Interest Rates: Unlike subsidized loans, which have interest paid by the government while you are in school and during deferment periods, unsubsidized loans accrue interest from the time they are disbursed until they are fully repaid. For graduate students taking out direct unsubsidized loans between July 1st 2020 and June 30th 2021, the fixed interest rate is set at 4.3%.

Repayment Options: Graduate students can choose from several repayment options for their Federal Direct Unsubsidized Loans including standard repayment (fixed monthly payments over a period of 10 years), graduated repayment (payments start low and increase over time), income-driven repayment (monthly payments based on income and family size), and deferment or forbearance options if you are experiencing financial hardship.

Fees: There is an origination fee associated with Federal Direct Unsubsidized Loans, which is a percentage of the loan amount. For loans disbursed between October 1st 2020 and September 30th 2021, the fee is set at 1.057%.

2. Federal Direct PLUS Loans

Federal Direct PLUS Loans are a type of federal student loan available to graduate students and professional degree students, as well as parents of undergraduate students. These loans are offered by the U.S. Department of Education and come with a fixed interest rate that is determined annually.

One of the biggest advantages of Federal Direct PLUS Loans is that they have no borrowing limit, meaning you can borrow up to the full cost of attendance for your program, minus any other financial aid received. This makes them an attractive option for graduate students who may have higher tuition costs compared to undergraduate programs.

To be eligible for a Federal Direct PLUS Loan, you must meet certain criteria including being enrolled at least half-time in a qualifying graduate or professional degree program, not having an adverse credit history, and completing the Free Application for Federal Student Aid (FAFSA).

Interest Rates and Repayment Options

As mentioned earlier, Federal Direct PLUS Loans come with a fixed interest rate which is determined each year on July 1st. The interest rate for these loans is usually higher than other types of federal student loans, currently sitting at 5.30% for loans disbursed between July 1st, 2020 and June 30th, 2021.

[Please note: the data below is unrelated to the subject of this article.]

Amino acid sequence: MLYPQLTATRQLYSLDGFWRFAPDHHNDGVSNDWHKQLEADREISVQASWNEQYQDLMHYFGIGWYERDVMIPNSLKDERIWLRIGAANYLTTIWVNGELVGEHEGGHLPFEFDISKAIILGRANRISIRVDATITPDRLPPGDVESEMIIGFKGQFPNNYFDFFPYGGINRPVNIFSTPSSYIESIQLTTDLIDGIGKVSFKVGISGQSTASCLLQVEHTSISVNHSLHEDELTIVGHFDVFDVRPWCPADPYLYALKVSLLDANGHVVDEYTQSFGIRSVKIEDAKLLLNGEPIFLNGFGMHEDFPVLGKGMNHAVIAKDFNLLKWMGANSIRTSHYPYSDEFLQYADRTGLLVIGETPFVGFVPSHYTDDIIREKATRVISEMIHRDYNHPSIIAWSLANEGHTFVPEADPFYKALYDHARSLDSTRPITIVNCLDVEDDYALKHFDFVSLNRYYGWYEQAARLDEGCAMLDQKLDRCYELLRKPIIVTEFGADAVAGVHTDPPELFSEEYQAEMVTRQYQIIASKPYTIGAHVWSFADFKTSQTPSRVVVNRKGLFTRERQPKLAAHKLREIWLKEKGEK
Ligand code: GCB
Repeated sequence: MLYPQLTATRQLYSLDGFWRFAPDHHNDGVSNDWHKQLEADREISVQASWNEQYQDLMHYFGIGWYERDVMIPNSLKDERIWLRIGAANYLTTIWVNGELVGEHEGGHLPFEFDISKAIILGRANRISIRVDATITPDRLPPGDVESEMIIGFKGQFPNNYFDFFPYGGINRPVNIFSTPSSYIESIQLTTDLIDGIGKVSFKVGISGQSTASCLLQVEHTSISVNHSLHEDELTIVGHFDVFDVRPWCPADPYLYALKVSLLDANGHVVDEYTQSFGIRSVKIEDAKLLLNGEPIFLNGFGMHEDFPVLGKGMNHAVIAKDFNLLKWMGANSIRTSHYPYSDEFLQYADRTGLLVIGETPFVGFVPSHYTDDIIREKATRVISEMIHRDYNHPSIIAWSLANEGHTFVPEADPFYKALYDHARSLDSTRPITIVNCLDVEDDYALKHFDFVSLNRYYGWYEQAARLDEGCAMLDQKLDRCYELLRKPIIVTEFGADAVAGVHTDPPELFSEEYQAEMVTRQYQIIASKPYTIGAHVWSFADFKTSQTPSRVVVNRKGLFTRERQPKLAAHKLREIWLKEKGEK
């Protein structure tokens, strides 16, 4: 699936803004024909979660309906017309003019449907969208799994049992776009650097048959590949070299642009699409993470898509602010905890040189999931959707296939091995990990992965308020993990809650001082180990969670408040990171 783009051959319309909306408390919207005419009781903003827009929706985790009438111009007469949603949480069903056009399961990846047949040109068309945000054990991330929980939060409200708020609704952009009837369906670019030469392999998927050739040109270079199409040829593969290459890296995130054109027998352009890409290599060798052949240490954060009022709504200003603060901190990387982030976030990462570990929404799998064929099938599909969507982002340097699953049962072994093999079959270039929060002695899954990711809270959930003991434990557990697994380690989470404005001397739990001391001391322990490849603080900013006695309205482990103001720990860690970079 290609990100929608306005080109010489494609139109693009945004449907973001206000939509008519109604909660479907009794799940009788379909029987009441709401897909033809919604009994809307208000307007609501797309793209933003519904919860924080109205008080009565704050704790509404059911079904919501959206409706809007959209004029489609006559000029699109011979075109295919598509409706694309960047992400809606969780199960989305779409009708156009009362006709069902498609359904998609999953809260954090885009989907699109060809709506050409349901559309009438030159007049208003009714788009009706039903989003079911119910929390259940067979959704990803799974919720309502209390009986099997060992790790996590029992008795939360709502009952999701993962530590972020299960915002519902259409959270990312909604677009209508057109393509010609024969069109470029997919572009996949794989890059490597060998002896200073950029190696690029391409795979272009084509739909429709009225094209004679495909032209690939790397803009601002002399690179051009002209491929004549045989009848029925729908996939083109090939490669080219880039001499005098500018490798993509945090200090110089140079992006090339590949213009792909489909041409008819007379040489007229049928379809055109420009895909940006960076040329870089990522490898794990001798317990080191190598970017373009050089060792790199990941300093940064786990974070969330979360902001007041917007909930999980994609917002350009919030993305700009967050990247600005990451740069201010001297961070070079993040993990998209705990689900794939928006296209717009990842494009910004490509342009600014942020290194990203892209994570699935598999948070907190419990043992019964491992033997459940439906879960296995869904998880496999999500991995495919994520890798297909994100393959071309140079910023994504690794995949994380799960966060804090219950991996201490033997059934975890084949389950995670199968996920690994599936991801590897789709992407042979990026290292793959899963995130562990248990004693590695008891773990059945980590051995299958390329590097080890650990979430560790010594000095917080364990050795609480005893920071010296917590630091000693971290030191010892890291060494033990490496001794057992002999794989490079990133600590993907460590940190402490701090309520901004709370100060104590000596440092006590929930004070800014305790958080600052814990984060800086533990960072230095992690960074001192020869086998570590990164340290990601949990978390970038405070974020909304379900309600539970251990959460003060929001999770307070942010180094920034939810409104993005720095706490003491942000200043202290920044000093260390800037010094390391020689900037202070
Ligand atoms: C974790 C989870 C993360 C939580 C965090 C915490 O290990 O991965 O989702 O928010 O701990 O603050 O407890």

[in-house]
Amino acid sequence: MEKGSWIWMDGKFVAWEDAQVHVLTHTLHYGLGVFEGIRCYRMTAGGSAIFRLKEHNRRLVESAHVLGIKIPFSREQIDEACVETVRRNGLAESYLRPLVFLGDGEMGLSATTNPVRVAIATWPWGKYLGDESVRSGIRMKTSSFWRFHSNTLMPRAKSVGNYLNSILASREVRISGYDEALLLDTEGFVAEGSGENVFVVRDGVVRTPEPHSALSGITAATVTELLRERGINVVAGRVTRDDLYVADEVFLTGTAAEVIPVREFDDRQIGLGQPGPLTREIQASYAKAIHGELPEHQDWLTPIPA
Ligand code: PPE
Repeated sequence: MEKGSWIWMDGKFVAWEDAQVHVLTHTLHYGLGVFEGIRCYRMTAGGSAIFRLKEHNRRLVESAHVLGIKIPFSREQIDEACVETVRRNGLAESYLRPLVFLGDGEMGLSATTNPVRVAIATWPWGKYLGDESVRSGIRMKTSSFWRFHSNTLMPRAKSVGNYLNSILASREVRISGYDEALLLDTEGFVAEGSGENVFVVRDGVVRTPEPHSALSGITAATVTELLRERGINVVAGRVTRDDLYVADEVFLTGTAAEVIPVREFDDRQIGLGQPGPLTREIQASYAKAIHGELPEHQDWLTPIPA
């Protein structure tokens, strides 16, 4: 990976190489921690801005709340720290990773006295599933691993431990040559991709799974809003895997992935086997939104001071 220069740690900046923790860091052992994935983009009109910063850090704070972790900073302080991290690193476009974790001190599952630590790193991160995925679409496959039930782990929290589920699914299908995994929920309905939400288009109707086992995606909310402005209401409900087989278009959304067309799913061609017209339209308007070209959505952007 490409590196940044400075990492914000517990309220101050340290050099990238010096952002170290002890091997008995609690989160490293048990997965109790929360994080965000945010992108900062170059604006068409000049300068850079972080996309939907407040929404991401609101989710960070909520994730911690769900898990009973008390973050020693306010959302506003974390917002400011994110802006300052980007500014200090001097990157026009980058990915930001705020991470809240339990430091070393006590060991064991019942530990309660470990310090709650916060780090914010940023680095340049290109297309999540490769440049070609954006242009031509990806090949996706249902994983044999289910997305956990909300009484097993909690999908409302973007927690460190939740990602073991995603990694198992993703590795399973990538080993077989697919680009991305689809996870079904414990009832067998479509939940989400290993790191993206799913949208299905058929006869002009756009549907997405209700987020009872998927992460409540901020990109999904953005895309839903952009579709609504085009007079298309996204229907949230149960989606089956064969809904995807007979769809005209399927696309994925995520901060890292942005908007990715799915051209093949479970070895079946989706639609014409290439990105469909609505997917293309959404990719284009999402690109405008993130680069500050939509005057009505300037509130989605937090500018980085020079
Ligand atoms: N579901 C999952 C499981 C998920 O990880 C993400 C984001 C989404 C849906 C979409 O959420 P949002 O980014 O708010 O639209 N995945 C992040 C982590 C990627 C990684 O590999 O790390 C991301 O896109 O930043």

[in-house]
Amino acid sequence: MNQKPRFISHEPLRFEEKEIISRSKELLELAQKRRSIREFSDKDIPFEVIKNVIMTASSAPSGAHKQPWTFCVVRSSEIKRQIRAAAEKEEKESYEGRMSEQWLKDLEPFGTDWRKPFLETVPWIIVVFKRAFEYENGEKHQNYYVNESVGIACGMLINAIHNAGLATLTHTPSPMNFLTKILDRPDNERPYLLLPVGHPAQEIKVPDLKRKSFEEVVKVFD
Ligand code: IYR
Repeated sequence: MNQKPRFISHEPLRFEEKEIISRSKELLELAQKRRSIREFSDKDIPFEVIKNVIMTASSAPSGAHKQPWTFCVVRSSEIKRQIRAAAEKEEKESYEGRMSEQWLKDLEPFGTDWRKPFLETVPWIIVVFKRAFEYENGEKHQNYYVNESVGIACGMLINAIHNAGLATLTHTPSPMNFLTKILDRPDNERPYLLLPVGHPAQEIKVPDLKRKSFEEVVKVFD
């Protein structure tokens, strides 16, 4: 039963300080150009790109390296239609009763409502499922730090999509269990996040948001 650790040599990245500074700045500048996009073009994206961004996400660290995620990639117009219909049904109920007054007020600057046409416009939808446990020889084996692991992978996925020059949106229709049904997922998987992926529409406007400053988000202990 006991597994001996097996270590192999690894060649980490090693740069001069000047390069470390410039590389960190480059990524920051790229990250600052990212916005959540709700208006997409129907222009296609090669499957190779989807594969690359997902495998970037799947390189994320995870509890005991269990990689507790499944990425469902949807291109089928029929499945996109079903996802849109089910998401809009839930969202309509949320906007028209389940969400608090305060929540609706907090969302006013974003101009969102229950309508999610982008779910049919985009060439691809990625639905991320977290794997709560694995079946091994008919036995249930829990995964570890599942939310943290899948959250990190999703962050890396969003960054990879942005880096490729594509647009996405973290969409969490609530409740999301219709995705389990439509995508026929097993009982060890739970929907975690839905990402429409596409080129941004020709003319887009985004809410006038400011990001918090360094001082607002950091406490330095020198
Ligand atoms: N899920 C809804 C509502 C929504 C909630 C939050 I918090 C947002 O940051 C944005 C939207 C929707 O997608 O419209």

Repayment options for Federal Direct PLUS Loans include standard repayment (fixed monthly payments over a period of 10 years), graduated repayment (payments start low and increase every two years), extended repayment (payments can be extended up to 25 years), and income-contingent repayment (payments are based on your income and family size).

It’s important to note that for graduate students, the standard repayment plan is the only option unless you consolidate your loans or have a total loan balance of over $30,000. If you’re unable to make payments due to financial hardship, you may also qualify for deferment or forbearance.

Application Process

To apply for a Federal Direct PLUS Loan, you’ll need to complete the FAFSA and then submit a separate application specifically for PLUS Loans. This application can be found on the U.S. Department of Education’s website.

You’ll also need to complete an entrance counseling session and sign a Master Promissory Note (MPN) before your loan can be disbursed. The MPN is a legal document that outlines the terms and conditions of your loan.

Pros and Cons

Pros:

  • No borrowing limit: As mentioned earlier, this can be advantageous for graduate students who may have higher tuition costs.
  • Fixed interest rate: This provides stability in knowing how much you’ll owe each month.
  • Flexible repayment options: There are several options available that can fit different financial situations.
  • No prepayment penalty: You can pay off your loan early without any additional fees.
  • Potential for deferment or forbearance: If you experience financial hardship, you may be able to temporarily postpone or reduce your loan payments.

Cons:

  • Higher interest rate: The fixed interest rate for Federal Direct PLUS Loans is usually higher than other types of federal student loans.
  • Credit check required: Unlike other federal student loans that don’t require a credit check, Federal Direct PLUS Loans do. If you have an adverse credit history, you may need a co-signer or be denied the loan.
  • Limited repayment options for graduate students: Graduate students are only eligible for the standard repayment plan unless they consolidate their loans or have a total balance of over $30,000.

3. Federal Perkins Loans

Federal Perkins Loans are a type of federal student loan that is available to both undergraduate and graduate students who demonstrate financial need. These loans are awarded by the school itself, using a limited pool of funds provided by the federal government.